My coach Noam also told me I needed an outside view the very next day. So I did two things. First I asked several female friends - wise women to help me think outside the arena and to help me get a new perspective. We met this afternoon and they asked me a lot of tough questions and questions I had never considered. They also agreed to help me figure it out and we left with things each person would do. We are meeting again next week. It is truly amazing to ask for help and to receive so much!
Next Noam asked me to answer several questions he had from a place where I could see the whole farm. My first reaction was the balcony of the farmhouse. But then I realized that living on the farm is part of being in the arena, so I went out to the hay field to look at the whole farm from an outside view.
Both endeavors allowed me to get an outside view that I had not considered before. Stepping out of the arena was helpful. Now that I have new things to ponder, I again climb into the arena as the next round begins.
I am supposed to be doing an update on my Happiness Project for Abundance Cubed, but I have not been feeling very happy lately. I haven’t slept well, eaten healthy, or taken any time off to relax. Farming can be stressful, especially during the height of the summer season. It is also a job that you are constantly planning 12 months into the future. It is difficult to just change strides when crops are in the ground and you already have commitments to meet.
So today I had a good cry. You may be familiar with it, the sob from the soul. My coach Noam talked about getting angry and feeling a release. For me sobbing from the soul can be purifying. It doesn’t make me happier, but it makes me more peaceful. It allows me to release my anxiety and stress and start to externalize it instead of internalizing it. I was told I cry too much when I was a kid. I do cry when I’m happy, sad, and angry. I cry at sappy commercials. I was also told by a manager that I worked with that crying is normal. She said that I shouldn’t be embarrassed or upset that I show that side of myself. She said others shout, cuss, get silent, storm out, etc. These emotions are just normal and each person has their own way to deal with their emotions, so I should value my crying.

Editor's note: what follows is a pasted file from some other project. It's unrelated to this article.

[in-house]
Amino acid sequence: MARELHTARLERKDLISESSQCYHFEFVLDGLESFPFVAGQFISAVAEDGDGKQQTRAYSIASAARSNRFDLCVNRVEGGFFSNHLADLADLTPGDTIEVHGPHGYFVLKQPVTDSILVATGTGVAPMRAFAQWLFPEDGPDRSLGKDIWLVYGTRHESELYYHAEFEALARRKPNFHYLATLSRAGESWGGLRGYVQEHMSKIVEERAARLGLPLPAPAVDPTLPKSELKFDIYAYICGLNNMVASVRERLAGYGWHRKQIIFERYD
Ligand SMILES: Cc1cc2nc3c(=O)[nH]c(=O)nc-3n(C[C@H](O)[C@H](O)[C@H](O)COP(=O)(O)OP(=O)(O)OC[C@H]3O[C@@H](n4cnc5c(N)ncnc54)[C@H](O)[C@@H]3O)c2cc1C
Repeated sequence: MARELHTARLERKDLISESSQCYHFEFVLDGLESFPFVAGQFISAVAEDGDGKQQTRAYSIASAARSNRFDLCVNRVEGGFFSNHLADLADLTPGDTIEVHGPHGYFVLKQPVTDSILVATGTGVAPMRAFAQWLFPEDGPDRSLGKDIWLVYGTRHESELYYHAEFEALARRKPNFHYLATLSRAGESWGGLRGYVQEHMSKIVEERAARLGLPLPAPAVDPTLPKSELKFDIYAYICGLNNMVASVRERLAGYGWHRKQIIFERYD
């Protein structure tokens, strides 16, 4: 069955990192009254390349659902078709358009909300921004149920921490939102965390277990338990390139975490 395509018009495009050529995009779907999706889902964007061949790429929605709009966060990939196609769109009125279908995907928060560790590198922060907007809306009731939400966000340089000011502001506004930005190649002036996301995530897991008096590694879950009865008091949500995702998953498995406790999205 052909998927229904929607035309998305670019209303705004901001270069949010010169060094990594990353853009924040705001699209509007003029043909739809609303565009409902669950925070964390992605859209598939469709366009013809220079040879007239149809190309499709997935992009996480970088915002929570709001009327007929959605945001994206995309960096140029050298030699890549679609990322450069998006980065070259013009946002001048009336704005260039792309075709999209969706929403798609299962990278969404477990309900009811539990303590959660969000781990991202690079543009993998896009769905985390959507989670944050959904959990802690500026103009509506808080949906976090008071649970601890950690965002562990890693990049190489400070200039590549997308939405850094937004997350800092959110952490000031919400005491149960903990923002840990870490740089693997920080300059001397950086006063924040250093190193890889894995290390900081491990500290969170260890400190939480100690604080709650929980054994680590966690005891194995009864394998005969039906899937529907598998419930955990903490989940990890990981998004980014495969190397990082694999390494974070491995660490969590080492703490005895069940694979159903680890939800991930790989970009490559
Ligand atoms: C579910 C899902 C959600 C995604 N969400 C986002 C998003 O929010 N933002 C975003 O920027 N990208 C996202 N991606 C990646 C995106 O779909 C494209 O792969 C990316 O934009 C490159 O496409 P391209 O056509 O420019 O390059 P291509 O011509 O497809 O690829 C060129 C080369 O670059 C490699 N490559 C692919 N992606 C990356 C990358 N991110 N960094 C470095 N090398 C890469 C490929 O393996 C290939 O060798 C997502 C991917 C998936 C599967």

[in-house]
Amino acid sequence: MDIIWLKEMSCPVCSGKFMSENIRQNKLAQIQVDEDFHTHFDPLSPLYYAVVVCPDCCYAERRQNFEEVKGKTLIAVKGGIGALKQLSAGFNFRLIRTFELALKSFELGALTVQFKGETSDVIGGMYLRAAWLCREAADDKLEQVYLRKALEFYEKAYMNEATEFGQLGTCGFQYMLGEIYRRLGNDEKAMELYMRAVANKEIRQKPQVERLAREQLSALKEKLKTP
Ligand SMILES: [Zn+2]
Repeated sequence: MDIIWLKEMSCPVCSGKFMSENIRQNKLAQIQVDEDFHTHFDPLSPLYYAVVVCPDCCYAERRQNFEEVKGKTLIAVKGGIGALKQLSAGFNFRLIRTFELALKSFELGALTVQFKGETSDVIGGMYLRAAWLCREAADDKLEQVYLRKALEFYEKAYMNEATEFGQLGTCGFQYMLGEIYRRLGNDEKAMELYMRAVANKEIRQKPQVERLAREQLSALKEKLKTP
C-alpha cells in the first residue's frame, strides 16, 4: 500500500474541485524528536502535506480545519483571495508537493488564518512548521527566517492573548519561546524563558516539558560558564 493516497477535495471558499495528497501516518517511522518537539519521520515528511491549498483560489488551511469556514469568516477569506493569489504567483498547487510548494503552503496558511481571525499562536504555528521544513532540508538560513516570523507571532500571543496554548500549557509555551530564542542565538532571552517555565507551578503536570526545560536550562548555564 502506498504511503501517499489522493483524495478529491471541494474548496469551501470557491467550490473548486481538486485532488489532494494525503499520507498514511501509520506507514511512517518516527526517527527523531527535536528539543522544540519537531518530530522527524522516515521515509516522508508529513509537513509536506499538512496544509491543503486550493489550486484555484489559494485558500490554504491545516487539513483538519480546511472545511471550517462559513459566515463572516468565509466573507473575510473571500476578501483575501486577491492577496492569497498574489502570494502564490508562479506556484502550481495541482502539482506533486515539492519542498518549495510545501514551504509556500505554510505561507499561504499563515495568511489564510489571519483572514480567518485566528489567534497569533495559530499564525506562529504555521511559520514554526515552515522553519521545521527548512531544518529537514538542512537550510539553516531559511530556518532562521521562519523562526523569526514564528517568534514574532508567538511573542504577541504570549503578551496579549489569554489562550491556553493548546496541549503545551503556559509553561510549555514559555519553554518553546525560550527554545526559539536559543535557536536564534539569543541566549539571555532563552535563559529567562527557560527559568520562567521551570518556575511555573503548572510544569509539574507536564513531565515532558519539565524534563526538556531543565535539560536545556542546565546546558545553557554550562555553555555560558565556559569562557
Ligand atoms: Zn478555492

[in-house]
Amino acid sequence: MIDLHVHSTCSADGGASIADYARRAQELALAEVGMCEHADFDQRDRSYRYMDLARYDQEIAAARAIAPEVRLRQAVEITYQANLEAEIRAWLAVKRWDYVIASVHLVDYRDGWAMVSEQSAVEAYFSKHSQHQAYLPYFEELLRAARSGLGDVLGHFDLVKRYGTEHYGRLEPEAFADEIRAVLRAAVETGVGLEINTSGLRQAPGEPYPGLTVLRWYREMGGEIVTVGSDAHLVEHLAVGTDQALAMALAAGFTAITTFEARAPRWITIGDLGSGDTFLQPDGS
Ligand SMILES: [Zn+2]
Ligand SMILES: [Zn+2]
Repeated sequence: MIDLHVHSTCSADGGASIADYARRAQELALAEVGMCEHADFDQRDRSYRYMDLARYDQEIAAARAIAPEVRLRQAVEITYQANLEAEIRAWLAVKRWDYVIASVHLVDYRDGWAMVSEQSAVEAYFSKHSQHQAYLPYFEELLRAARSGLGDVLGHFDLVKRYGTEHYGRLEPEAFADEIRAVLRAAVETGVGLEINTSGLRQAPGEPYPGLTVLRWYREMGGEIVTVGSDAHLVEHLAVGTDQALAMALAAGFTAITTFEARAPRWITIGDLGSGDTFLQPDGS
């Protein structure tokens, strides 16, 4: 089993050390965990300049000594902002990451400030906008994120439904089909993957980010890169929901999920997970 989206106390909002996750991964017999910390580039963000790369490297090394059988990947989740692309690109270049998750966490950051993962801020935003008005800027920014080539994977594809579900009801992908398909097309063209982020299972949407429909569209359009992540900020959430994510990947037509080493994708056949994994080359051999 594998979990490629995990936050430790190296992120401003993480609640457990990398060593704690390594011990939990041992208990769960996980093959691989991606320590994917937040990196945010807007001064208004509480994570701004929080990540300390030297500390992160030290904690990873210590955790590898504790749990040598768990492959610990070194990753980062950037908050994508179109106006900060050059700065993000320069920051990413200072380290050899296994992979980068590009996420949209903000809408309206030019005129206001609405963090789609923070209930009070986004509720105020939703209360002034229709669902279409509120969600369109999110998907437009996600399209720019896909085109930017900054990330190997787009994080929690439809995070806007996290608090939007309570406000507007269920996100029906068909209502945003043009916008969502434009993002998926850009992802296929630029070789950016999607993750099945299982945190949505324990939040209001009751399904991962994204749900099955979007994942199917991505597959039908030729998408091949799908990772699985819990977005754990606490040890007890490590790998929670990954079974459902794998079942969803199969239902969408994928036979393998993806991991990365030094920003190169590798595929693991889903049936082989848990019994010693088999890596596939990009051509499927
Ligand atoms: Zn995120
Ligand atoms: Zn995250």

When my son was little I had a doctor tell me that I needed to learn how to cry in front of my son. He said I was giving the impression that I never get upset or sad and therefore my son felt like he was doing something wrong when he cried. It was hard for me to share my crying, but it helped him understand it was normal when I did and when he did.
Yet, I do choose to sob alone. The uncontrollable, intense emotions are something I prefer to keep to myself. There have been moments when I have shared it with my husband and family – especially when it was shared grief or pain. But when it is an issue I am personally struggling with, I need to sob by myself because then I can be 100% sincere in my feelings and not worry about how someone else needs to react to my release. It also opens my chest up afterwards and I finally feel like I can breathe deeply again. I don’t even know how tightly I am wound until that release.
The New Farmer Fundraiser was a huge success!! We reached our goal and raised over $5000! We are wrapping up all the final details of the silent auction and donations. A HUGE THANKS needs to go to the following people and companies. I apologize if I forgot someone. The outpouring of support was fantastic!
Thank you Jacky Bastion for taking all these photos. There also many other helping hands that made this event happen from serving, washing dishes, cleaning the barn, setting up the silent auction, etc. THANK YOU ALL!!!